There is no evidence that DDT is very toxic to humans. It was used to delouse tens of thousands of troops in wartime, and was sprayed on nearly every farm in the country with no clearly established effect on people’s health. The Environmental Protection Agency classifies DDT as a “presumed carcinogen,” which means it suspects DDT might be carcinogenic but doesn’t have any proof. DDT was finally condemned due to the belief it caused thinning eggshells among wild birds of prey. Even this is contentious, as it was never actually proven, and the evidence was circumstantial. For an alternative view to the common belief that DDT is “one of the deadliest chemicals in existence” it is informative to read the posting on the subject.

By the 1960s, largely due to the use of DDT, malaria had been eliminated from most industrialized countries but was still rampant in many tropical regions, Africa and India in particular. When the use of DDT was either banned or discontinued due to the policies of aid agencies, malaria continued to take an average of more than a million lives per year, 85 percent of which were in sub-Saharan Africa. During the time it was banned as many as 50 million people died from malaria. The majority of malaria deaths are among young, elderly, and poor people, the most vulnerable members of society. By 2005 the outrage among health professionals, scientists, and humanitarians resulted in the formation of a campaign called “Kill Malarial Mosquitoes NOW!” which called for the reintroduction of DDT as an essential tool to eradicate malaria. Archbishop Desmond Tutu, a South African Nobel Prize recipient, soon joined the campaign and became its chief spokesperson. I was an early signatory and due to my past Greenpeace credentials was featured as a supporter of the campaign.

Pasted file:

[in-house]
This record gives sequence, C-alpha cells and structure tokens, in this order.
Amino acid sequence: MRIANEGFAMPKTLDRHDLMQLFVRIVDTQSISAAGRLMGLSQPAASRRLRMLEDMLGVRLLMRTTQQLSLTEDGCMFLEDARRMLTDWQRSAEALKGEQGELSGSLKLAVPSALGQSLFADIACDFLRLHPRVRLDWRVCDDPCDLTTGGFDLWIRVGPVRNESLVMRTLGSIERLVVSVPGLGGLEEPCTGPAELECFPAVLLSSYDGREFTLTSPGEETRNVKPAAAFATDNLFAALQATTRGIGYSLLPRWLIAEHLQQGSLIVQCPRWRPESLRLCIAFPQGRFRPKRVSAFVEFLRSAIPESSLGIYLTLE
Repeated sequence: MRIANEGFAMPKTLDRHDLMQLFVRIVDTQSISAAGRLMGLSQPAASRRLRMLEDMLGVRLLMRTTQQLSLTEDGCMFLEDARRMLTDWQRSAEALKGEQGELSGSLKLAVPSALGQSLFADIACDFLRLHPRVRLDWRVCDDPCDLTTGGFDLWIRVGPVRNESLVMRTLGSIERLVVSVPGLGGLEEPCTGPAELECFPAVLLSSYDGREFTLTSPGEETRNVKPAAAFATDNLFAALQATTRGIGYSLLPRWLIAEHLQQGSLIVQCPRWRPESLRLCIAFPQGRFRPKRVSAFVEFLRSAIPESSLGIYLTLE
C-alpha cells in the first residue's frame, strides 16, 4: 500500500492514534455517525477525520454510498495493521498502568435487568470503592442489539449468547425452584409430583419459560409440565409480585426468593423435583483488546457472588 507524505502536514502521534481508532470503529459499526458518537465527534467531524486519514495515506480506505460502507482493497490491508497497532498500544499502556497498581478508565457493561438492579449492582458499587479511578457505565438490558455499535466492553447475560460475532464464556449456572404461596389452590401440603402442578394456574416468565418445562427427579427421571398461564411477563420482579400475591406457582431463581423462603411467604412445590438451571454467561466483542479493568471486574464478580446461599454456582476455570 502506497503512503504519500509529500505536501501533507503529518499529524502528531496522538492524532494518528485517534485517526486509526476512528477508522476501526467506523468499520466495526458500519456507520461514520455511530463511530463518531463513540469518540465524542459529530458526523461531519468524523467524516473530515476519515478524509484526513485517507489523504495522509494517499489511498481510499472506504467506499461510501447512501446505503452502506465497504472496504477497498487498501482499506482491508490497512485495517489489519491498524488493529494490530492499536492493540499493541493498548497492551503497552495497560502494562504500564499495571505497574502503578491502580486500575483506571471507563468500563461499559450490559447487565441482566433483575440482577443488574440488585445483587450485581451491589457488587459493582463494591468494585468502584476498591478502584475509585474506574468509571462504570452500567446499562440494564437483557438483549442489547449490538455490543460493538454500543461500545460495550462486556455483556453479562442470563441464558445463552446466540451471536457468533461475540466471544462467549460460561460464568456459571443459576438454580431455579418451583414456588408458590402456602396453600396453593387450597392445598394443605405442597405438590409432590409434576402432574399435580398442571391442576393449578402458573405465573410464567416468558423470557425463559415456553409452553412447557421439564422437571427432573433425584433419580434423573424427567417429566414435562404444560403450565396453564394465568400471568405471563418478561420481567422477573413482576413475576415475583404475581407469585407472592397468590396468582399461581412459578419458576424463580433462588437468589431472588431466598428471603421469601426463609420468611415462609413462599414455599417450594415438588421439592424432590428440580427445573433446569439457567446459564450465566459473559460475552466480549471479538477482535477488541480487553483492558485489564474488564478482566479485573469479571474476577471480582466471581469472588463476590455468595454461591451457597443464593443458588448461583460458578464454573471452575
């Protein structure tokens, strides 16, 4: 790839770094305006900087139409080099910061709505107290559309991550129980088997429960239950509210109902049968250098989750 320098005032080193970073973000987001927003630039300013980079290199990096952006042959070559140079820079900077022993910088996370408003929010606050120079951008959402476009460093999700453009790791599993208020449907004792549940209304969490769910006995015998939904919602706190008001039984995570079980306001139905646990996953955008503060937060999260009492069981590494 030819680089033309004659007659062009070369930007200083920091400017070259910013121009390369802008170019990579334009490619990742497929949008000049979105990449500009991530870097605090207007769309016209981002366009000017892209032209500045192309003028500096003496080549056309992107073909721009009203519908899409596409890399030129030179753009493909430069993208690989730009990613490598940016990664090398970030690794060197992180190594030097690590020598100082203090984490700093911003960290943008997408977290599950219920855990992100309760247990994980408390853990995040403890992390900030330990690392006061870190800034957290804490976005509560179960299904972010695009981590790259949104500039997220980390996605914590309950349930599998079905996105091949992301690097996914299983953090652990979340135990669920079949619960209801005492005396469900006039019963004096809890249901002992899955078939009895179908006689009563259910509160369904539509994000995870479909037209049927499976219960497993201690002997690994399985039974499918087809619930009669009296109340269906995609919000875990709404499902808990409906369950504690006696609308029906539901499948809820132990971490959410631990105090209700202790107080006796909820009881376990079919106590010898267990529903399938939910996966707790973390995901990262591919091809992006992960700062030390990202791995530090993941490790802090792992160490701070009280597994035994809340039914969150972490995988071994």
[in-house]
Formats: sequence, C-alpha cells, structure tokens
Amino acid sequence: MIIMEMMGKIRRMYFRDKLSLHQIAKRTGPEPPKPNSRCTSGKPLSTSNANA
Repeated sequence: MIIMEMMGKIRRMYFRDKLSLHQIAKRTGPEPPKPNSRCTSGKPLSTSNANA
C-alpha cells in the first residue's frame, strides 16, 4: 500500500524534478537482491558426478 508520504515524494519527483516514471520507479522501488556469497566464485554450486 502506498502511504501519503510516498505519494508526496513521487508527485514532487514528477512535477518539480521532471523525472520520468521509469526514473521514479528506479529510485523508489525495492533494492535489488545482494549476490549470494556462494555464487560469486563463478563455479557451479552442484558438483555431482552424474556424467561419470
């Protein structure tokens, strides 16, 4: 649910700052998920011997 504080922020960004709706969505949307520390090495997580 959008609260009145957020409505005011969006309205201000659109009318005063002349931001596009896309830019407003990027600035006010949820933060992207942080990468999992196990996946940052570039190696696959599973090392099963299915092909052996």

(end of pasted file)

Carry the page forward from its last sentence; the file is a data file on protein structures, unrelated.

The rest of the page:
During the years the WHO and USAID refused aid to countries that used DDT for malaria control, the rate of infection skyrocketed. The poorer countries relied on these aid agencies for health care and were therefore held hostage by the anti-DDT policy. Fortunately both South Africa and India had sufficient resources of their own and decided to reject outside aid and retain the right to use DDT. The success of their efforts at controlling the spread of malaria became one of the main beacons for the campaign to Kill Malarial Mosquitoes Now! While malaria infections plummeted by 90 percent in South Africa, they remained very high just across the border in Mozambique, where DDT was not used. In September 2006 the World Health Organization and USAid announced they would reintroduce DDT as an essential tool to combat malaria. “The scientific and programmatic evidence clearly supports this reassessment. Indoor residual spraying is useful to quickly reduce the number of infections caused by malaria-carrying mosquitoes,” said Dr Anarfi Asamoa-Baah, World Health Organization assistant director-general for HIV/AIDS, TB and malaria.